M. de Chaumont nevertheless supposes that because Nine is a greater Number than two he has gained his Process by Plurality of Voices. But in this Way the Process can not soon be ended: Mr Williams may in imitation of the Agents at Bordeaux, find 10 Merchants at Nantes of the same Opinion with the two first. The Agents at Bordeaux may then find 127 of the same Opinion with the nine & thus the two Parties may go on till all the Merchants of France are consulted.
But M. de Chaumont complains that Mr Williams was heard by those two Gentlemen at Nantes, & he was not; It has therefore been proposed by Mr. Franklin, not to claim any Advantage from their Judgment already given, but to resubmit the Dispute to their Consideration. After they shall have perus’d the Reason M. de Chaumont may write to them in Support of his Demand; and that their second Decision shall be final.
Mr Williams & Mr. Franklin constantly from the Beginning understood the Agreement as they now do, that the Freight was not demandable till the Ship was laden at l’Orient. And Mr Franklin supposes that Mr de Chaumont had himself the same Idea, till a contrary one was suggested to him by his Friends at Bordeaux; because during all the long Detention of the Ship there, he never demanded the Bills for the Freight nor ever mentioned the Nonpayment to Mr Franklin as a Cause of the Delay, but ascrib’d it to contrary Winds. And Mr Franklin never heard of that Demand till about two Weeks since from Mr. Williams, who first had it, not from M. de Chaumont, but from Bordeaux.
Mr Franklin is hurt by this Observation in M. de Chaumont’s Memoir, viz. “Cette Affaire est autant, &c (to the End). Because it was never his Desire that M. de Chaumont should sacrifice his Ship or his Interest in any respect; and if Mr de Chaumont had at the time he propos’d the Agreement mention’d his having an Opportunity of using his Ship to more Advantage, Mr Franklin would either have propos’d to make the voyage as profitable for the Ship as any other, or he would not have consented that Mr Williams should take her, & thereby deprive his Friend of that Profit.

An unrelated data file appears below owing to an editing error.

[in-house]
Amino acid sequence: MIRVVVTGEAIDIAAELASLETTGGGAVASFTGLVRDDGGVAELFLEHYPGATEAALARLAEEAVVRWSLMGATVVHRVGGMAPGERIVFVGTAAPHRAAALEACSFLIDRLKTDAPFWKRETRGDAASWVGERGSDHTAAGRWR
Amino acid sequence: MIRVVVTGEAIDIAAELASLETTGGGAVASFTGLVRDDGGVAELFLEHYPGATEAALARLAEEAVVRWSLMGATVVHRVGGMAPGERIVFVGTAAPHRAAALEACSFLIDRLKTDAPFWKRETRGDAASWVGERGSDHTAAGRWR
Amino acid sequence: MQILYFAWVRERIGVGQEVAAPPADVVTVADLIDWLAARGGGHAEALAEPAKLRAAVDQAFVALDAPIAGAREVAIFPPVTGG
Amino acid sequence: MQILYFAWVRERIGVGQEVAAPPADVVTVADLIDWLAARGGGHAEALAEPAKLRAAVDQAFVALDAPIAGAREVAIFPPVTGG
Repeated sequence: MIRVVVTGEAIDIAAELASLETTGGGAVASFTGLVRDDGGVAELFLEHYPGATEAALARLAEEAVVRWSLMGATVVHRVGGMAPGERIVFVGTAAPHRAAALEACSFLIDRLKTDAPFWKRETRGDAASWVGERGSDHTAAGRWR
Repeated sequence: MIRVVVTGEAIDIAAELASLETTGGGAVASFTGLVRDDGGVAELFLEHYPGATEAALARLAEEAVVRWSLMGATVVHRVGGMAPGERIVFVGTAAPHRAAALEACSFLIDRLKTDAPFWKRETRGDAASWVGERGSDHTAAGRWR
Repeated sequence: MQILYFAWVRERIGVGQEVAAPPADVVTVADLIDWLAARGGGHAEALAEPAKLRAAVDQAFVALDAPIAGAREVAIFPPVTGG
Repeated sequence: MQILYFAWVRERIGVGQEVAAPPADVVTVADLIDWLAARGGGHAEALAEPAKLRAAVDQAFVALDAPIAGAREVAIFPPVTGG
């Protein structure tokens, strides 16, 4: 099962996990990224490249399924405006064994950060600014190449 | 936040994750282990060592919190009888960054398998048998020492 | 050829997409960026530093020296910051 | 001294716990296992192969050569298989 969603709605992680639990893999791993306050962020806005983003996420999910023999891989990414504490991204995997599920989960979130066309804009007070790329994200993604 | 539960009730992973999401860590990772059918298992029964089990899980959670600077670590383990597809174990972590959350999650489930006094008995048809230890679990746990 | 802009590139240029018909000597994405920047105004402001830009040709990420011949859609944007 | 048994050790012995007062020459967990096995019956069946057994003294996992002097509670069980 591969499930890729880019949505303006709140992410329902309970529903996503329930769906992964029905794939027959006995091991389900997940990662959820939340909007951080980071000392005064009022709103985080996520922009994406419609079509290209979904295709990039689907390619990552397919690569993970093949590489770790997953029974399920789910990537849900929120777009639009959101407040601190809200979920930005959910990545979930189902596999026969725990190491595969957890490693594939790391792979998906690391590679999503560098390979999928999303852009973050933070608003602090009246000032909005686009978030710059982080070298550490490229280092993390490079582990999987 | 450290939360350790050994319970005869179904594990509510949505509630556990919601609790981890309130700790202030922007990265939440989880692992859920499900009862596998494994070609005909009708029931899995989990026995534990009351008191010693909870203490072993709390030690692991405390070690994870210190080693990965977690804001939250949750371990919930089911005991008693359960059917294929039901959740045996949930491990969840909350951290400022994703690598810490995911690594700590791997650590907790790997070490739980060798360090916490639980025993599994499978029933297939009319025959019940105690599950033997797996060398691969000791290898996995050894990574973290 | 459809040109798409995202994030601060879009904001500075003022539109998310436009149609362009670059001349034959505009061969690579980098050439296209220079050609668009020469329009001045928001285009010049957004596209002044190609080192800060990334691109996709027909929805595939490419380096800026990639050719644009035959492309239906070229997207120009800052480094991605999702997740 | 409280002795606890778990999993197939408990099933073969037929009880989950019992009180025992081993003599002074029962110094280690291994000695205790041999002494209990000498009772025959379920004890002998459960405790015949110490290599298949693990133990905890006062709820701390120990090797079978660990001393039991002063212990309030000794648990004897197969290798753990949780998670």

Since the Agreement was made two other Ships, one at Nantes the other at l’Orient, have been offered to Mr Franklin, & refused in Expectation of this, both of whom might have been laden long since, & nearly in America by this time.
If any particular Exigency in the Affairs of M. de Chaumont, make it eligible for him to have the Bills now rather than wait the lading of the Vessel at L’Orient, or the second Decision at Nantes, in that case, Mr Franklin will give them without further Dispute on condition that Mr. de Chaumont will insure her Arrival & being fit to take in the Goods at l’Orient in a reasonable time; otherwise, if the Ship should be taken or lost in going from Bordeaux to L’Orient, he should not only incur a Loss of 200,000 l.t. but be guilty of an Absurdity which he could not justify to his Superiors, the having paid Freight beforehand for a Ship that never was in the Situation to take the Goods on board.
If Mr de Chaumont agrees to refer the Dispute again to the Gentlemen at Nantes, Mr Franklin proposes to send them this Paper as some Answer to the Memorial of M. de Chaumont. But he first communicates it to M. de Chaumont, that he may previously help Mr Franklin to correct any Mistakes in fact, if such there are; and also that M. de Chaumont may, in what he shall write, answer the Observations made herein, if he thinks proper.
Notation: Ansr to M. De Chaumonts Memoire
2. In answer to the preceding document.
3. In Mumford’s hand.
4. They did so; see Chaumont’s letter (I) of Dec. 12 and JW’s of Dec. 14.
5. See Chaumont’s letter, immediately above.
6. Quoted from Rozée and Montaudoüin’s statement of Nov. 27, for which see JW to BF, Nov. 28.
7. BF had originally written more exaggerated numbers: JW might find 16 merchants at Nantes, and the agents at Bordeaux would counter with 36.